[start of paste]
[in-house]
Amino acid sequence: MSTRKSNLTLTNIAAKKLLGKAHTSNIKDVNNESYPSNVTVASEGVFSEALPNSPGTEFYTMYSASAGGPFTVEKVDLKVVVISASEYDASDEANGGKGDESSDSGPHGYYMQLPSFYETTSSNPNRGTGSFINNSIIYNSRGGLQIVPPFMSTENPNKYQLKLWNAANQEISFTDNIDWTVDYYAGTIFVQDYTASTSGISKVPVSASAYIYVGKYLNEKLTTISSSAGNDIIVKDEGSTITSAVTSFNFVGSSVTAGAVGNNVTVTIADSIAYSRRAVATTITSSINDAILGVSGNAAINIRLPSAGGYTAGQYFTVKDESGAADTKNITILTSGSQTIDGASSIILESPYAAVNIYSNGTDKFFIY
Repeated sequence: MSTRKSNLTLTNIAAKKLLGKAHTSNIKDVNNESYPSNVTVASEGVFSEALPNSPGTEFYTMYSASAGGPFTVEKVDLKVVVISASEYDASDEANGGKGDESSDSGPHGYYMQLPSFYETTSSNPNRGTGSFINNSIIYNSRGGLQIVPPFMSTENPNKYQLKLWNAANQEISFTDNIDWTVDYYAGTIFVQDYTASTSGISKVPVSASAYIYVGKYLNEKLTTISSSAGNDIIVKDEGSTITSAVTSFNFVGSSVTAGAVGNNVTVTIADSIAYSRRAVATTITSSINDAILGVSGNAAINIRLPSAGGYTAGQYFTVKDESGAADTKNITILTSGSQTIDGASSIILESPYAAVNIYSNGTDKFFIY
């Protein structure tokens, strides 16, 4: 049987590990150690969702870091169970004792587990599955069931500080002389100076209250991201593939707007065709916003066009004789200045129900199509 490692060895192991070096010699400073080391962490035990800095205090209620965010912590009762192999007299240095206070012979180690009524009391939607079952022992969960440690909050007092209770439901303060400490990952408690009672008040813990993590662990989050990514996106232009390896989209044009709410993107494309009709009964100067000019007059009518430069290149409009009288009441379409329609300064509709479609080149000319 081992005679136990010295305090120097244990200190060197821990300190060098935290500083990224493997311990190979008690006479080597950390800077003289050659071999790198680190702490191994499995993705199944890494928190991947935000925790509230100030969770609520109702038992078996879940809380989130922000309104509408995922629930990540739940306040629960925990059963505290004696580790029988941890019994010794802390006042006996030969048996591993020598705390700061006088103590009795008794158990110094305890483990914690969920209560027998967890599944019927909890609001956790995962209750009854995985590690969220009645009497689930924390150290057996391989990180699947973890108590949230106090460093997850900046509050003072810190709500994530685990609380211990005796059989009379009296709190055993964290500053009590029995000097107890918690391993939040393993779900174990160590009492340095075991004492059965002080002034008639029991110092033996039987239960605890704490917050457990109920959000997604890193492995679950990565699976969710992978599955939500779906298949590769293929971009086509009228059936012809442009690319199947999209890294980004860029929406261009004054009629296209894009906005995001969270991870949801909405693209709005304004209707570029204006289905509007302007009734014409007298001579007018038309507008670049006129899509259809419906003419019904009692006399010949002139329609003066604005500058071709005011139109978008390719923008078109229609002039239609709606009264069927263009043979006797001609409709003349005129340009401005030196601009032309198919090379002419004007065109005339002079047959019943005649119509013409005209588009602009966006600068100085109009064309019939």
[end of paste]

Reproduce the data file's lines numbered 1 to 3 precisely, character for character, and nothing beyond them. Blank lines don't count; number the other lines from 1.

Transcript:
[in-house]
Amino acid sequence: MSTRKSNLTLTNIAAKKLLGKAHTSNIKDVNNESYPSNVTVASEGVFSEALPNSPGTEFYTMYSASAGGPFTVEKVDLKVVVISASEYDASDEANGGKGDESSDSGPHGYYMQLPSFYETTSSNPNRGTGSFINNSIIYNSRGGLQIVPPFMSTENPNKYQLKLWNAANQEISFTDNIDWTVDYYAGTIFVQDYTASTSGISKVPVSASAYIYVGKYLNEKLTTISSSAGNDIIVKDEGSTITSAVTSFNFVGSSVTAGAVGNNVTVTIADSIAYSRRAVATTITSSINDAILGVSGNAAINIRLPSAGGYTAGQYFTVKDESGAADTKNITILTSGSQTIDGASSIILESPYAAVNIYSNGTDKFFIY
Repeated sequence: MSTRKSNLTLTNIAAKKLLGKAHTSNIKDVNNESYPSNVTVASEGVFSEALPNSPGTEFYTMYSASAGGPFTVEKVDLKVVVISASEYDASDEANGGKGDESSDSGPHGYYMQLPSFYETTSSNPNRGTGSFINNSIIYNSRGGLQIVPPFMSTENPNKYQLKLWNAANQEISFTDNIDWTVDYYAGTIFVQDYTASTSGISKVPVSASAYIYVGKYLNEKLTTISSSAGNDIIVKDEGSTITSAVTSFNFVGSSVTAGAVGNNVTVTIADSIAYSRRAVATTITSSINDAILGVSGNAAINIRLPSAGGYTAGQYFTVKDESGAADTKNITILTSGSQTIDGASSIILESPYAAVNIYSNGTDKFFIY